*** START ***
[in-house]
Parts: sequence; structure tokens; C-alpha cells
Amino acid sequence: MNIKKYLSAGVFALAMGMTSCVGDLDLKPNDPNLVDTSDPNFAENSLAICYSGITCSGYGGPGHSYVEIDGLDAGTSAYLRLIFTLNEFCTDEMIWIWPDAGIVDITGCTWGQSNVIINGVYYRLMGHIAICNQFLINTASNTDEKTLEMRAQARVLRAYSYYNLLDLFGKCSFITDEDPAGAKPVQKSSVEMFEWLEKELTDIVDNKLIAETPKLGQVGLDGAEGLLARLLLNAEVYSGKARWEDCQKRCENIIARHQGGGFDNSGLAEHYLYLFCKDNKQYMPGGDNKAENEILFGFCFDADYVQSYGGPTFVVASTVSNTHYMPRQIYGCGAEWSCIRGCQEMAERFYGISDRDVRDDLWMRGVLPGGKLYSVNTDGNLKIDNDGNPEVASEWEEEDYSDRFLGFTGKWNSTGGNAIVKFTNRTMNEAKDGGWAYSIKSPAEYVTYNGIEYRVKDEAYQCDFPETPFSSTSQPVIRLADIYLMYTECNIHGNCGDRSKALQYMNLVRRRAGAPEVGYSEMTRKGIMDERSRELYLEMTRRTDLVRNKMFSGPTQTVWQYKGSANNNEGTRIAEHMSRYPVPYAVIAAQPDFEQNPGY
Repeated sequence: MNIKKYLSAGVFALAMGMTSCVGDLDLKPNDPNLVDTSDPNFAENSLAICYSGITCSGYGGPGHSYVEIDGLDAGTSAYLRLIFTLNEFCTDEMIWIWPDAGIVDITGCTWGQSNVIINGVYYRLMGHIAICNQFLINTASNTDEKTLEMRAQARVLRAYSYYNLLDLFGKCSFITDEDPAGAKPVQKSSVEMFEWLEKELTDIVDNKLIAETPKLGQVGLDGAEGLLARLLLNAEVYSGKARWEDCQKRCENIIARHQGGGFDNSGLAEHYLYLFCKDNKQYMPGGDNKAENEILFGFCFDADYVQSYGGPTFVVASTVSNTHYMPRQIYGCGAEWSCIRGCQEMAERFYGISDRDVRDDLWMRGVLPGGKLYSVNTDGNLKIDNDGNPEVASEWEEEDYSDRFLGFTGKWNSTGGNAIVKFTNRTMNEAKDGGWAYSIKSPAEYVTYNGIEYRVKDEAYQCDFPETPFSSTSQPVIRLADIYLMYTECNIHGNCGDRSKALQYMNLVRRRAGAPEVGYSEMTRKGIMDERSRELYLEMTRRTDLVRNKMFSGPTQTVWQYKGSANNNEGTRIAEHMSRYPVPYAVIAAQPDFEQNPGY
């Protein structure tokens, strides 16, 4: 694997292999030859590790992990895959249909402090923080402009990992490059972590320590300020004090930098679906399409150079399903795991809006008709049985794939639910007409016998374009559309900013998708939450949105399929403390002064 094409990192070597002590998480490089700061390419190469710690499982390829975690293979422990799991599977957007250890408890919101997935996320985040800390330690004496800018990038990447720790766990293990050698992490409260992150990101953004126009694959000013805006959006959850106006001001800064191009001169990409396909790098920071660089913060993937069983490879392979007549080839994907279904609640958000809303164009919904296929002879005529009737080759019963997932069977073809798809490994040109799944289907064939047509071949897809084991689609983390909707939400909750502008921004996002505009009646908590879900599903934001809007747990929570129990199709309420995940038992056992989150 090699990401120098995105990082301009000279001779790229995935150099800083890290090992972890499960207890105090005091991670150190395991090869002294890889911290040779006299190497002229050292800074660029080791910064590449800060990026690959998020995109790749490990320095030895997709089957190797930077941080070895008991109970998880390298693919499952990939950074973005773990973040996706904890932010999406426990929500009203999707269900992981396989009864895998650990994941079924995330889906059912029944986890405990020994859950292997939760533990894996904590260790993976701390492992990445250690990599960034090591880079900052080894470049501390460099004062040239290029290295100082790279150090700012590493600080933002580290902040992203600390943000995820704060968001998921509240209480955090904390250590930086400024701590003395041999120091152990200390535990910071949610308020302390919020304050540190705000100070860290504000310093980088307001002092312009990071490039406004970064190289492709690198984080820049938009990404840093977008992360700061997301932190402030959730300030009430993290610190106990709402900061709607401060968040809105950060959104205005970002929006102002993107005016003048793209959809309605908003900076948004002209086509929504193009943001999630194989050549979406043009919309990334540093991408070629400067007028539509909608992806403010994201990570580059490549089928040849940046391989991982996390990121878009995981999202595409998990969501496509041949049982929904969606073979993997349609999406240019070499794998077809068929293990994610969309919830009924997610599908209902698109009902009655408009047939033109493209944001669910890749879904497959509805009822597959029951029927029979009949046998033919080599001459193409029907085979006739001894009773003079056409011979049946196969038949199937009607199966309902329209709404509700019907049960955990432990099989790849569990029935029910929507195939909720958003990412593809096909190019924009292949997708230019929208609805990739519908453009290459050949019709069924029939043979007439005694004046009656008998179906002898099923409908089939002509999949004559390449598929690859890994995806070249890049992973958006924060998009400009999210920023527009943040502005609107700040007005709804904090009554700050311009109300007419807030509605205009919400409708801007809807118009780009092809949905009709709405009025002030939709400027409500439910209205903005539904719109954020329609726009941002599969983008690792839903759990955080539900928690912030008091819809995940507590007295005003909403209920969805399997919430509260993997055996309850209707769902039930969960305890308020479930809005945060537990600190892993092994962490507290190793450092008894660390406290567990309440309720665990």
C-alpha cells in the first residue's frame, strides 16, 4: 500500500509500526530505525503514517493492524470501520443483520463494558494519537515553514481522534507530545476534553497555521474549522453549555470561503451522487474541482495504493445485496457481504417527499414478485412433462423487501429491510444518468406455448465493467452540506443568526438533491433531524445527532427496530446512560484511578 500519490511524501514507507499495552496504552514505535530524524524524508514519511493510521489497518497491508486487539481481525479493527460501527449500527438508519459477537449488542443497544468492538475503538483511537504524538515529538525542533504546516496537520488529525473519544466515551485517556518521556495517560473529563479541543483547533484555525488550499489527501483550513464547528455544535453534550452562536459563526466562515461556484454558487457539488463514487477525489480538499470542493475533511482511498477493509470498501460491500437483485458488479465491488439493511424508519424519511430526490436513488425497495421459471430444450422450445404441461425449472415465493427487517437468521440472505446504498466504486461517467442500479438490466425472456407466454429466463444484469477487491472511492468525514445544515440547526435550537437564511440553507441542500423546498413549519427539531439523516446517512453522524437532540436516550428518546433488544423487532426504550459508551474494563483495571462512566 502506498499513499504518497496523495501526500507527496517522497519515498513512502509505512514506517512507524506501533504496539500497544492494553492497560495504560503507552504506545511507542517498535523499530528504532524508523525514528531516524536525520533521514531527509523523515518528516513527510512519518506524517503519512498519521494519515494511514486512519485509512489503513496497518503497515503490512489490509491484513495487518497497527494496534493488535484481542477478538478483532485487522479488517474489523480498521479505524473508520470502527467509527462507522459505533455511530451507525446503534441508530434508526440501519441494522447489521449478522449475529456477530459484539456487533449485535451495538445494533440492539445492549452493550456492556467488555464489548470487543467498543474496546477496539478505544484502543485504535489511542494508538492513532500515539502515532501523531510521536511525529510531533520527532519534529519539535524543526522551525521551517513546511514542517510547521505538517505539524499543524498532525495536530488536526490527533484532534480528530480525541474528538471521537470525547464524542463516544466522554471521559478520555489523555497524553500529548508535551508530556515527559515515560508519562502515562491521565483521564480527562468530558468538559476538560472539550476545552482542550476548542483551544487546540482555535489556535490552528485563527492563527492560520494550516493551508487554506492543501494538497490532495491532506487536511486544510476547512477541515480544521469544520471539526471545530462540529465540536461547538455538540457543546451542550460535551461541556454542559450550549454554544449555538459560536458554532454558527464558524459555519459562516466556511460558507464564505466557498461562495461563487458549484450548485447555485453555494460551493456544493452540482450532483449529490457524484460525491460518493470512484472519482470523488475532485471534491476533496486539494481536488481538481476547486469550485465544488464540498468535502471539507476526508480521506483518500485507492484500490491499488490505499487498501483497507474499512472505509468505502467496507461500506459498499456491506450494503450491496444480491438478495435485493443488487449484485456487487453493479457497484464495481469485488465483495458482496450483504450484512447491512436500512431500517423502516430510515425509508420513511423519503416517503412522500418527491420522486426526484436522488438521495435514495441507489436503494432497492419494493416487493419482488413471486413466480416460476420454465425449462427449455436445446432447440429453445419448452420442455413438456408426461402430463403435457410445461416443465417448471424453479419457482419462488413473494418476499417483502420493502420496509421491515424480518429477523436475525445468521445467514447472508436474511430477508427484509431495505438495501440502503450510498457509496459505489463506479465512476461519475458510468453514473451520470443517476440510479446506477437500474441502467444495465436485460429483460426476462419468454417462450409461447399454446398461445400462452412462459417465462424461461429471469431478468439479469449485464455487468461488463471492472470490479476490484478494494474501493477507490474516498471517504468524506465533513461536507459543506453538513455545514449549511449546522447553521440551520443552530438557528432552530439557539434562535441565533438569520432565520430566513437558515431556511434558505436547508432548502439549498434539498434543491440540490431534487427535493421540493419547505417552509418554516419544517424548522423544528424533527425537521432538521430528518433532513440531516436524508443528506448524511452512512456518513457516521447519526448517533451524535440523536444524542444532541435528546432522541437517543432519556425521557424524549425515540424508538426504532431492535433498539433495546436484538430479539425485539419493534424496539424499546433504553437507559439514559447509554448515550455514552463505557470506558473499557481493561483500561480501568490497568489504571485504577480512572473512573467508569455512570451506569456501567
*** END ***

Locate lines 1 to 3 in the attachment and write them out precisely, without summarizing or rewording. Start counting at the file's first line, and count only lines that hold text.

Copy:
[in-house]
Parts: sequence; structure tokens; C-alpha cells
Amino acid sequence: MNIKKYLSAGVFALAMGMTSCVGDLDLKPNDPNLVDTSDPNFAENSLAICYSGITCSGYGGPGHSYVEIDGLDAGTSAYLRLIFTLNEFCTDEMIWIWPDAGIVDITGCTWGQSNVIINGVYYRLMGHIAICNQFLINTASNTDEKTLEMRAQARVLRAYSYYNLLDLFGKCSFITDEDPAGAKPVQKSSVEMFEWLEKELTDIVDNKLIAETPKLGQVGLDGAEGLLARLLLNAEVYSGKARWEDCQKRCENIIARHQGGGFDNSGLAEHYLYLFCKDNKQYMPGGDNKAENEILFGFCFDADYVQSYGGPTFVVASTVSNTHYMPRQIYGCGAEWSCIRGCQEMAERFYGISDRDVRDDLWMRGVLPGGKLYSVNTDGNLKIDNDGNPEVASEWEEEDYSDRFLGFTGKWNSTGGNAIVKFTNRTMNEAKDGGWAYSIKSPAEYVTYNGIEYRVKDEAYQCDFPETPFSSTSQPVIRLADIYLMYTECNIHGNCGDRSKALQYMNLVRRRAGAPEVGYSEMTRKGIMDERSRELYLEMTRRTDLVRNKMFSGPTQTVWQYKGSANNNEGTRIAEHMSRYPVPYAVIAAQPDFEQNPGY